MANAMA: The Shia opposition groups in Bahrain seeking to loosen the Sunni monarchy’s grip on power said Thursday they are ready to negotiate with the Gulf nation’s rulers about political change after weeks of protests.
The two-week standoff, in which seven protesters were killed, has rattled one of the wealthiest corners of the Middle East, where it was long assumed that oil riches would stave off the kind of unrest that has roiled Tunisia, Egypt, Yemen and Libya.
Bahrain’s sectarian division, however, left it vulnerable. The kingdom has a Shia majority that has been ruled for 200 years by a Sunni dynasty that it accuses of discriminatory policies and political persecution.
Senior opposition leader Abdul Jalil Khalil said the monarchy’s opponents will accept the crown prince’s invitation for dialogue.
"We will talk to the crown prince, but we are not going to sit together for a casual chat, but for a meaningful dialogue only," said Khalil, a leader of Bahrain’s main Shia group Al Wefaq.
Khalil said no date had been set for the beginning of the talks.
Bahrain’s king assigned Crown Prince Salman bin Hamad Al Khalifa to lead talks.
The government confirmed that Salman had received the opposition’s demands, in a statement expressing hope that dialogue begins soon despite "substantial differences between the various groups and parties."
"It is precisely for this reason that the dialogue must start so a political settlement can be reached by consensus," the statement also said.
One of the first discussion points will be the opposition’s demand that the current government be replaced in response to the killing of protesters.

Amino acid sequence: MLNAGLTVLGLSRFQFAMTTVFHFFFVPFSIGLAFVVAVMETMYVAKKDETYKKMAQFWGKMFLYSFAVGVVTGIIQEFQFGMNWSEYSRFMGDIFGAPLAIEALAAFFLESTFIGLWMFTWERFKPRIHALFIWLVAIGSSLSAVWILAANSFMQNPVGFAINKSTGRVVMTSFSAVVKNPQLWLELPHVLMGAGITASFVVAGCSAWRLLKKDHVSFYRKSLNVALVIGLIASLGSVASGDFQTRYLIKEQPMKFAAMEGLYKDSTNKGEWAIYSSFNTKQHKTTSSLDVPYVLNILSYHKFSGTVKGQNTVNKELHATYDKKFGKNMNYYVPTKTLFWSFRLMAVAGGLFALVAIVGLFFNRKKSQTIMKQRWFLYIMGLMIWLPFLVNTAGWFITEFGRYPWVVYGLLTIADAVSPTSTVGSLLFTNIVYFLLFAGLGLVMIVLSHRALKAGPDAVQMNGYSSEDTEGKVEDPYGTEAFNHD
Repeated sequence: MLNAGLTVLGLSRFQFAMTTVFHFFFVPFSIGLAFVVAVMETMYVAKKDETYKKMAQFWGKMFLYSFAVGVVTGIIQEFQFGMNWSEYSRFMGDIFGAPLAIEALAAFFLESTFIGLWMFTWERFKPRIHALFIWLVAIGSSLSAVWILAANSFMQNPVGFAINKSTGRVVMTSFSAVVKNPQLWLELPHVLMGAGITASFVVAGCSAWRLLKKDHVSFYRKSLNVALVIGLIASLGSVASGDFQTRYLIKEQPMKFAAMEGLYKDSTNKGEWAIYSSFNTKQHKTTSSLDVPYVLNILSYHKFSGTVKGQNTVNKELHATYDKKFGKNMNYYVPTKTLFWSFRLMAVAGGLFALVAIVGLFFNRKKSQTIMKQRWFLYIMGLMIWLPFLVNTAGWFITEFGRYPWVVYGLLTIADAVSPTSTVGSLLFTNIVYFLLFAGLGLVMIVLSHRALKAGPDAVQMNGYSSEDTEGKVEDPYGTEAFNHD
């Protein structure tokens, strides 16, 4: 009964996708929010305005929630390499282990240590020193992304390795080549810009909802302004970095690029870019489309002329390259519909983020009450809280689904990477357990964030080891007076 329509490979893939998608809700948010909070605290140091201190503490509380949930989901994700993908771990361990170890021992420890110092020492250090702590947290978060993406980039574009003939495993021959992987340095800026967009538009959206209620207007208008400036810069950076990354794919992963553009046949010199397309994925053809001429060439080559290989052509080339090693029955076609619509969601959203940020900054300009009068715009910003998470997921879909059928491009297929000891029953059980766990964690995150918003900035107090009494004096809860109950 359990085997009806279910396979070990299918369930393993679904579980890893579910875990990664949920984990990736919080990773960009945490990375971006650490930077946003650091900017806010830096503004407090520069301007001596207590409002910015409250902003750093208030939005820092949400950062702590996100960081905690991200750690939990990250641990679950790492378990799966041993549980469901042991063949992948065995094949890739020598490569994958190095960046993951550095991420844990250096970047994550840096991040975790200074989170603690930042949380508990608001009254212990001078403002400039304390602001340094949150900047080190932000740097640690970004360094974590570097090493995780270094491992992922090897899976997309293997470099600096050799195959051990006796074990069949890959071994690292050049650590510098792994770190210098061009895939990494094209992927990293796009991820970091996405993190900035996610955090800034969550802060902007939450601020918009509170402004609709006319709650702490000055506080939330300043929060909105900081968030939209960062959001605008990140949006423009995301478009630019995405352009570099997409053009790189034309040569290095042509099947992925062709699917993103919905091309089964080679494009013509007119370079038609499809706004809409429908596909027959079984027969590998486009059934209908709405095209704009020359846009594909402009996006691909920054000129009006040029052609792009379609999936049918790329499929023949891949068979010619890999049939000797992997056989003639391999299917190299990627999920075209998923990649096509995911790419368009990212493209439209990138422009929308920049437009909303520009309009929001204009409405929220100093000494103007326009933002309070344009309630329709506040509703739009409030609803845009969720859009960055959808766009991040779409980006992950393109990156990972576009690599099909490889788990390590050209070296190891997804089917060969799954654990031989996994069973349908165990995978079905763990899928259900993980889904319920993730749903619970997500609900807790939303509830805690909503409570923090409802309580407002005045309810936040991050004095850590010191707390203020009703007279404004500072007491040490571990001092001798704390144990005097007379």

"This government has to resign because it has committed illegal acts and violated human rights," said Ali Salman, the leader of the Al Wefaq movement. "We want a government of quality, an elected government and not a government stained with blood."
The opposition had refused to talk to the crown prince after the slayings, demanding the Sunni monarchy apologize for the killings and dismiss a government led by the same prime minister — the king’s uncle — for 40 years.
Now, the opposition leaders say they will participate in the dialogue with the crown prince if he will back his words with action.
The opposition has also called for the formation of a constitutional monarchy that would have an elected government. Currently, one house of Bahrain’s parliament is the only elected body, but it holds limited authority since all the country’s decisions — including the appointment of government ministers — rest with the king.
However, even the 40-member institution has been in limbo since the 18 opposition legislators resigned last month to protest the government’s deadly crackdown.
Some of the protesters camped out in the capital’s Pearl Square are demanding that the Sunni monarchy step aside altogether.
Bahrain holds particular importance to Washington as the host of US Navy’s 5th Fleet, the main American military counterweight to Iran’s efforts to expand its armed forces and reach into the Gulf.
In Manama, Jeffrey Feltman, the top US diplomat for the Middle East, underlined Washington’s "unwavering support" for the Gulf kingdom, praising the king’s efforts to defuse tensions, but also urging the rulers to answer "the legitimate aspirations of the Bahraini people."
Feltman said the crown prince’s pledge for a national dialogue was "a positive step." For the talks to be successful, they should include "the full spectrum of Bahraini society" and "quickly produce concrete actions and reforms," he added.
The island’s Sunni dynasty has ruled Bahrain’s Shias for 200 years. The ruling family has strong backing from other Gulf Arab leaders, who fear that Shia powerhouse Iran could gain further footholds through the uprising.
Late Thursday, fighting broke out between residents in the mixed Sunni-Shia area of Hamad Town, about 15 kilometers (9 miles) west of Manama. The reasons behind the fighting were not immediately clear and police pushed hard to disperse the crowd. Some people were injured and taken to hospital.
Similar clashes have occurred in the past between newly naturalized Bahrainis — primarily Sunnis — and Shias who have lived in the kingdom for decades.
Shias say many of the newly naturalized were given citizenship by the state in an attempt to increase the number of Sunnis in the country. Many of the newly naturalized Bahrainis are originally from Syria, Yemen, Jordan, Iraq and Pakistan.